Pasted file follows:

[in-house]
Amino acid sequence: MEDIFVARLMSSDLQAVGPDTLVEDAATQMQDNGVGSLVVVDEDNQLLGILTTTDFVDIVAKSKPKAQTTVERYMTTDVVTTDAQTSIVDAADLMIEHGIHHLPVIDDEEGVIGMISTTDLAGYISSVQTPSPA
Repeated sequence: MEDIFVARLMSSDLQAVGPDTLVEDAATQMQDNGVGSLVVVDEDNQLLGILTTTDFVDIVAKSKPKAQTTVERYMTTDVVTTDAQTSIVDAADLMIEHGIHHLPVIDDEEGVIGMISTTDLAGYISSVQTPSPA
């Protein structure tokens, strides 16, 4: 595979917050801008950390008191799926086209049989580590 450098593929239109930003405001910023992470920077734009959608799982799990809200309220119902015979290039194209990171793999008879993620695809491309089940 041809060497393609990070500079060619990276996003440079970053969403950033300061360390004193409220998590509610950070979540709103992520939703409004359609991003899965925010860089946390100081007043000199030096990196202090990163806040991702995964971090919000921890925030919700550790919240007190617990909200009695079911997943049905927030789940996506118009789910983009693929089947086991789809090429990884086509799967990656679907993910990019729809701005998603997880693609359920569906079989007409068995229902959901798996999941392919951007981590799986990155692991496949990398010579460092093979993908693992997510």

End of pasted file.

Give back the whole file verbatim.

[in-house]
Amino acid sequence: MEDIFVARLMSSDLQAVGPDTLVEDAATQMQDNGVGSLVVVDEDNQLLGILTTTDFVDIVAKSKPKAQTTVERYMTTDVVTTDAQTSIVDAADLMIEHGIHHLPVIDDEEGVIGMISTTDLAGYISSVQTPSPA
Repeated sequence: MEDIFVARLMSSDLQAVGPDTLVEDAATQMQDNGVGSLVVVDEDNQLLGILTTTDFVDIVAKSKPKAQTTVERYMTTDVVTTDAQTSIVDAADLMIEHGIHHLPVIDDEEGVIGMISTTDLAGYISSVQTPSPA
């Protein structure tokens, strides 16, 4: 595979917050801008950390008191799926086209049989580590 450098593929239109930003405001910023992470920077734009959608799982799990809200309220119902015979290039194209990171793999008879993620695809491309089940 041809060497393609990070500079060619990276996003440079970053969403950033300061360390004193409220998590509610950070979540709103992520939703409004359609991003899965925010860089946390100081007043000199030096990196202090990163806040991702995964971090919000921890925030919700550790919240007190617990909200009695079911997943049905927030789940996506118009789910983009693929089947086991789809090429990884086509799967990656679907993910990019729809701005998603997880693609359920569906079989007409068995229902959901798996999941392919951007981590799986990155692991496949990398010579460092093979993908693992997510």